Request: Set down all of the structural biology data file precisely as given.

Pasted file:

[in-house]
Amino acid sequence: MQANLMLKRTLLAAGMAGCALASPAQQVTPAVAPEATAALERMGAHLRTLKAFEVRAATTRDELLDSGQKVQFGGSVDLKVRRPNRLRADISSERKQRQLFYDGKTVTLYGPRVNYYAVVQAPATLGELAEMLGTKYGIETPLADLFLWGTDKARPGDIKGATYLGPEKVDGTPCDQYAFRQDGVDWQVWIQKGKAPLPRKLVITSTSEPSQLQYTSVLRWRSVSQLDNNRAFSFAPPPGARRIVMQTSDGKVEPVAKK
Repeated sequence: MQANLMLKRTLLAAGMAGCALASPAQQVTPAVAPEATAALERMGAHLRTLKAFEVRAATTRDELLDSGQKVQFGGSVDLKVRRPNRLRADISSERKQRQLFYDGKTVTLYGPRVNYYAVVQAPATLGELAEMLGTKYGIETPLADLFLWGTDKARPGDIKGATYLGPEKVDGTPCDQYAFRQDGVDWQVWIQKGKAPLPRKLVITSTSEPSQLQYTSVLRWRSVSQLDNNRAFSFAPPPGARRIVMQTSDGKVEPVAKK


[in-house]
Amino acid sequence: MQANLMLKRTLLAAGMAGCALASPAQQVTPAVAPEATAALERMGAHLRTLKAFEVRAATTRDELLDSGQKVQFGGSVDLKVRRPNRLRADISSERKQRQLFYDGKTVTLYGPRVNYYAVVQAPATLGELAEMLGTKYGIETPLADLFLWGTDKARPGDIKGATYLGPEKVDGTPCDQYAFRQDGVDWQVWIQKGKAPLPRKLVITSTSEPSQLQYTSVLRWRSVSQLDNNRAFSFAPPPGARRIVMQTSDGKVEPVAKK
Repeated sequence: MQANLMLKRTLLAAGMAGCALASPAQQVTPAVAPEATAALERMGAHLRTLKAFEVRAATTRDELLDSGQKVQFGGSVDLKVRRPNRLRADISSERKQRQLFYDGKTVTLYGPRVNYYAVVQAPATLGELAEMLGTKYGIETPLADLFLWGTDKARPGDIKGATYLGPEKVDGTPCDQYAFRQDGVDWQVWIQKGKAPLPRKLVITSTSEPSQLQYTSVLRWRSVSQLDNNRAFSFAPPPGARRIVMQTSDGKVEPVAKK